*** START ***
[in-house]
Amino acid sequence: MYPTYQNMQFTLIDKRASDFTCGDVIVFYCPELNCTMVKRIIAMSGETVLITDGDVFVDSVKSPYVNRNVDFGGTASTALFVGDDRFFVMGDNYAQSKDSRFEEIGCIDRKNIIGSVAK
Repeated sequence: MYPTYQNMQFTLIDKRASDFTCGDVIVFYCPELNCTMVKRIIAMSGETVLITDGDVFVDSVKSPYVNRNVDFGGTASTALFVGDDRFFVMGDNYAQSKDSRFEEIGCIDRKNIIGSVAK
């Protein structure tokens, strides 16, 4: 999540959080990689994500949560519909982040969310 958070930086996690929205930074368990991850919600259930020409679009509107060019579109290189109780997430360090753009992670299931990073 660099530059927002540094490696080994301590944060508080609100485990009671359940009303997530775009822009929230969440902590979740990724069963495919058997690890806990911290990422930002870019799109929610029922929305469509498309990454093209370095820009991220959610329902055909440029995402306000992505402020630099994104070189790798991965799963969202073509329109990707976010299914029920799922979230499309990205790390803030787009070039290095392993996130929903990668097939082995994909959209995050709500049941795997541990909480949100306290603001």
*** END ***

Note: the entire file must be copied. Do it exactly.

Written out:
[in-house]
Amino acid sequence: MYPTYQNMQFTLIDKRASDFTCGDVIVFYCPELNCTMVKRIIAMSGETVLITDGDVFVDSVKSPYVNRNVDFGGTASTALFVGDDRFFVMGDNYAQSKDSRFEEIGCIDRKNIIGSVAK
Repeated sequence: MYPTYQNMQFTLIDKRASDFTCGDVIVFYCPELNCTMVKRIIAMSGETVLITDGDVFVDSVKSPYVNRNVDFGGTASTALFVGDDRFFVMGDNYAQSKDSRFEEIGCIDRKNIIGSVAK
């Protein structure tokens, strides 16, 4: 999540959080990689994500949560519909982040969310 958070930086996690929205930074368990991850919600259930020409679009509107060019579109290189109780997430360090753009992670299931990073 660099530059927002540094490696080994301590944060508080609100485990009671359940009303997530775009822009929230969440902590979740990724069963495919058997690890806990911290990422930002870019799109929610029922929305469509498309990454093209370095820009991220959610329902055909440029995402306000992505402020630099994104070189790798991965799963969202073509329109990707976010299914029920799922979230499309990205790390803030787009070039290095392993996130929903990668097939082995994909959209995050709500049941795997541990909480949100306290603001």